Goodreads rating: 4.01
Hardcover, 262 pages
Published January 17th 2012 by Walker Childrens
Eleven minutes passed before Delaney Maxwell was pulled from the icy waters of a Maine lake by her best friend Decker Phillips. By then her heart had stopped beating. Her brain had stopped working. She was dead. And yet she somehow defied medical precedent to come back seemingly fine
-despite the scans that showed significant brain damage. Everyone wants Delaney to be all right, but she knows she's far from normal. Pulled by strange sensations she can't control or explain, Delaney finds herself drawn to the dying. Is her altered brain now predicting death, or causing it? Then Delaney meets Troy Varga, who recently emerged from a coma with similar abilities. At first she's reassured to find someone who understands the strangeness of her new existence, but Delaney soon discovers that Troy's motives aren't quite what she thought. Is their gift a miracle, a freak of nature-or something much more frightening?
Fracture is a debut novel I was really looking forward to. It’s gotten great reviews, and the cover is gorgeous! On top of that, I knew I had to read it before I met the author. I finished it the same day that I went to the signing, and to be honest I was glad it was a quick read. Delaney wasn’t that likeable of a main character. She flip-flopped between boys, and while that is definitely a teenager thing to do, I think she went about it in the wrong way. In fact, all of these characters were flawed to the point that I was only reading the story for the mystery of her sudden power. And character development is a big thing for me, but I don’t think Delaney really grew up at all, except for realizing how Decker felt about her.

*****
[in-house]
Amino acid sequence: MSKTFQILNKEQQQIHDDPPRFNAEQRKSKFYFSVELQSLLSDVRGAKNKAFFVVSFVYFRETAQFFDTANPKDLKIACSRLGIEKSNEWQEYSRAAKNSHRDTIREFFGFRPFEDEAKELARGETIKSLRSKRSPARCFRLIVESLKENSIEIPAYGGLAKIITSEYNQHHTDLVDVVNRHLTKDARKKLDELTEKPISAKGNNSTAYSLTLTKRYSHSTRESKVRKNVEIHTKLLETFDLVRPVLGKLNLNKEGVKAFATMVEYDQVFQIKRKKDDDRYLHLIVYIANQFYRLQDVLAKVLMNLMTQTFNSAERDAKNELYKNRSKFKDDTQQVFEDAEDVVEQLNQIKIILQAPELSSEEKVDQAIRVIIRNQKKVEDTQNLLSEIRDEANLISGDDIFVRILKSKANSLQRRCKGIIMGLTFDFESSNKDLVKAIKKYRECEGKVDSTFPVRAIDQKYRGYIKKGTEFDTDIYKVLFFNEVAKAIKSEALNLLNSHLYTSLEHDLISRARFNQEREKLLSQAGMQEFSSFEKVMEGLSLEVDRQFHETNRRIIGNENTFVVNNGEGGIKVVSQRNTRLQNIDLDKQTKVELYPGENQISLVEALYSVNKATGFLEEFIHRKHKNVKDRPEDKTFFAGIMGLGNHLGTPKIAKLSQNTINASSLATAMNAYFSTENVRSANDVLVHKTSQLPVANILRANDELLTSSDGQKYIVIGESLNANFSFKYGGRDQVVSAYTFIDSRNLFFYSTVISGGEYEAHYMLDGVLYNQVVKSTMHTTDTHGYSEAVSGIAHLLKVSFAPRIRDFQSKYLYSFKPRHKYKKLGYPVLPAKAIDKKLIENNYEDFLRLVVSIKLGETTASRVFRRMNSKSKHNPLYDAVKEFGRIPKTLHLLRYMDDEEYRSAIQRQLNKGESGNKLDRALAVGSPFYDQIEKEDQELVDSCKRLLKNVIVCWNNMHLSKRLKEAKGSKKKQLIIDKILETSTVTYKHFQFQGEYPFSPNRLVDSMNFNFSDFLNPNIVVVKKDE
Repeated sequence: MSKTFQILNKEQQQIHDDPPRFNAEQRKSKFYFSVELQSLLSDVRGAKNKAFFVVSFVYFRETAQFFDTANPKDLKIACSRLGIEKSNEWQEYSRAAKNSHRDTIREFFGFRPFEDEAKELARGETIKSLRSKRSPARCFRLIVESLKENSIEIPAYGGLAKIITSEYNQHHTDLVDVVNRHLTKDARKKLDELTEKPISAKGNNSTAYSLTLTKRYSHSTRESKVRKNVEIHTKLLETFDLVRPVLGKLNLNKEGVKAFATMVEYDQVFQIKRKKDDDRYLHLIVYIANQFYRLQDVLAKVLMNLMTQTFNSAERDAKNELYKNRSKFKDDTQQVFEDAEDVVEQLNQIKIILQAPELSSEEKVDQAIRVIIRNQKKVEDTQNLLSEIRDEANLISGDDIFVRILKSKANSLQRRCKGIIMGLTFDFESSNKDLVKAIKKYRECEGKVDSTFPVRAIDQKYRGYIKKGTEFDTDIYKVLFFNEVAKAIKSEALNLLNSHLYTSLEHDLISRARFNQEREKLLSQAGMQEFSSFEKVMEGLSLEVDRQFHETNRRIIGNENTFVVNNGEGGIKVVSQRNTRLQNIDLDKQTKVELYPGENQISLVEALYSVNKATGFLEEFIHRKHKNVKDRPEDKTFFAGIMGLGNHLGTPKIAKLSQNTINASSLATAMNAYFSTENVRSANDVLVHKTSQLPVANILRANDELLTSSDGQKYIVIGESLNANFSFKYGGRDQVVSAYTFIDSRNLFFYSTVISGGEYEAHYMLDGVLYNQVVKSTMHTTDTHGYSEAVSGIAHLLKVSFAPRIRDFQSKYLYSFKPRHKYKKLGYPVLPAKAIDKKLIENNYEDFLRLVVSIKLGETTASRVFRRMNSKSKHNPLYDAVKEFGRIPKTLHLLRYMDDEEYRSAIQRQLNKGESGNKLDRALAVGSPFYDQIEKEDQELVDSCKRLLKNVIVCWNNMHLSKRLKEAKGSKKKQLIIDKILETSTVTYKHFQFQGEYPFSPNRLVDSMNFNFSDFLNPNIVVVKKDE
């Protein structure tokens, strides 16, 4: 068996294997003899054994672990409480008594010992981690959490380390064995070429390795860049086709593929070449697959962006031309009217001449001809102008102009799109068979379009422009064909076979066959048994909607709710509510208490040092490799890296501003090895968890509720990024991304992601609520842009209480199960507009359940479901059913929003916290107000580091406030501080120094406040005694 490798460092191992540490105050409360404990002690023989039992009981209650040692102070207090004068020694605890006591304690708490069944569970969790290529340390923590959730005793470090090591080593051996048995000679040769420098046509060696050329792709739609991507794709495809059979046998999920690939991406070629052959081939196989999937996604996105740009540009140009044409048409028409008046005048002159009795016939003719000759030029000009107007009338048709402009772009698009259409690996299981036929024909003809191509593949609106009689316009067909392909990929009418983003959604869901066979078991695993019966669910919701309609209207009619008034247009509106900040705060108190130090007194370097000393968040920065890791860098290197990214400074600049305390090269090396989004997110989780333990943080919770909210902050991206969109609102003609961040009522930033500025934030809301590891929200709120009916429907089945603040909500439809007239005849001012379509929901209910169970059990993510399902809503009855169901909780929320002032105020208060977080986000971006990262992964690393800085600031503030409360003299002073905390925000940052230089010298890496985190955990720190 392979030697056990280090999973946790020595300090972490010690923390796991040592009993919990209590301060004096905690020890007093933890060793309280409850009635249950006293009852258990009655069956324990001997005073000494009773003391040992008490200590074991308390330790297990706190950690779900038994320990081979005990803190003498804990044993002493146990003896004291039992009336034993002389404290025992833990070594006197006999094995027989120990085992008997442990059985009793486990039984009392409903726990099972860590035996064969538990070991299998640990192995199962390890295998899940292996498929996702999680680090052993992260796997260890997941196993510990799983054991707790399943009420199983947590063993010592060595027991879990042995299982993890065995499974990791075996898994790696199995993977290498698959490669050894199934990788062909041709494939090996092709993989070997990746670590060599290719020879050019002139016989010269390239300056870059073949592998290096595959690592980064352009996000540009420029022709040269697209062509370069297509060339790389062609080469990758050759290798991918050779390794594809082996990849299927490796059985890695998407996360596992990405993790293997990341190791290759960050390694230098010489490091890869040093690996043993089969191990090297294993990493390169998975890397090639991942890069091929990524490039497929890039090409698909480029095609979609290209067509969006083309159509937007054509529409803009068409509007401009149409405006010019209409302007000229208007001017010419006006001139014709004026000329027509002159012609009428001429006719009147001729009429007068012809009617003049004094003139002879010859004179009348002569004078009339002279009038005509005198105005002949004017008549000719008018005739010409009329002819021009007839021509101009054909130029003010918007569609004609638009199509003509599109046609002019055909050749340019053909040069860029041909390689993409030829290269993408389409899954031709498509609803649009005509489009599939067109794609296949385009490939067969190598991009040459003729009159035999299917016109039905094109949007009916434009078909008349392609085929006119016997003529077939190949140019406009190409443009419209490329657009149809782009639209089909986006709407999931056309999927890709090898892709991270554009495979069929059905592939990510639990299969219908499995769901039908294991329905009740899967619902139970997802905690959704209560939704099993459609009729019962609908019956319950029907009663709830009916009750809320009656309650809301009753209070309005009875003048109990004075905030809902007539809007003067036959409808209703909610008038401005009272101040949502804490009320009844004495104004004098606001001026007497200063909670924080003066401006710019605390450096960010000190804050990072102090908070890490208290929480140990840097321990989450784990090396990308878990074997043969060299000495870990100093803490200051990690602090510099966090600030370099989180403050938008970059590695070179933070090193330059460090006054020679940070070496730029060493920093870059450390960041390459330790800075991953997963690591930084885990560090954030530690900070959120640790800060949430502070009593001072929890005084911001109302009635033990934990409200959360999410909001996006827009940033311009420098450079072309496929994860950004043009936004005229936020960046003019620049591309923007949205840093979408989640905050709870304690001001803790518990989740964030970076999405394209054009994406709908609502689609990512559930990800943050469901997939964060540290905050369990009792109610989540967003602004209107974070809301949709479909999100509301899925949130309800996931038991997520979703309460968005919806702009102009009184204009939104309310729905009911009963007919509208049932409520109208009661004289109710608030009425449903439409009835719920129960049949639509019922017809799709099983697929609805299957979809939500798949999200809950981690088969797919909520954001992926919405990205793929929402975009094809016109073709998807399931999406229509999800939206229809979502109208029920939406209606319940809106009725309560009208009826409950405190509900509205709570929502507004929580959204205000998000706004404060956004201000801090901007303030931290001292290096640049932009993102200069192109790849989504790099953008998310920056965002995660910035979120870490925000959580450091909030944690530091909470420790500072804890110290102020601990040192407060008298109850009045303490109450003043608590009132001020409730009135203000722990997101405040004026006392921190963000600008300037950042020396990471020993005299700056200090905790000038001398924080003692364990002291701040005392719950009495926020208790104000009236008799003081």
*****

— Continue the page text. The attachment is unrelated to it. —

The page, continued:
With all the flip-flopping between boys, there wasn’t the kind of romance I was hoping for. There were moments with both Decker and Troy that were really sweet, but I felt detached from any of the relationships. I think the best part of this novel was the mystery. Who is Troy and what does he really want with Delaney? Why does her brain function normally even though X-rays show it riddled with signs of intense brain damage? What really happened under the frozen lake? Not all of these questions are truly answered, but it was a good standalone YA novel. If this had been a series, there’s not much farther it could have gone with the way everything went down.
It was good, but I was hoping for better. It was a wonderful debut novel, and I liked Miranda’s writing style, and despite the lack of some character development, she did make her characters real to me. If you like mystery with some paranormal mixed in, then check this one out. I will most likely dive into the author’s next novel, as I enjoyed her writing style.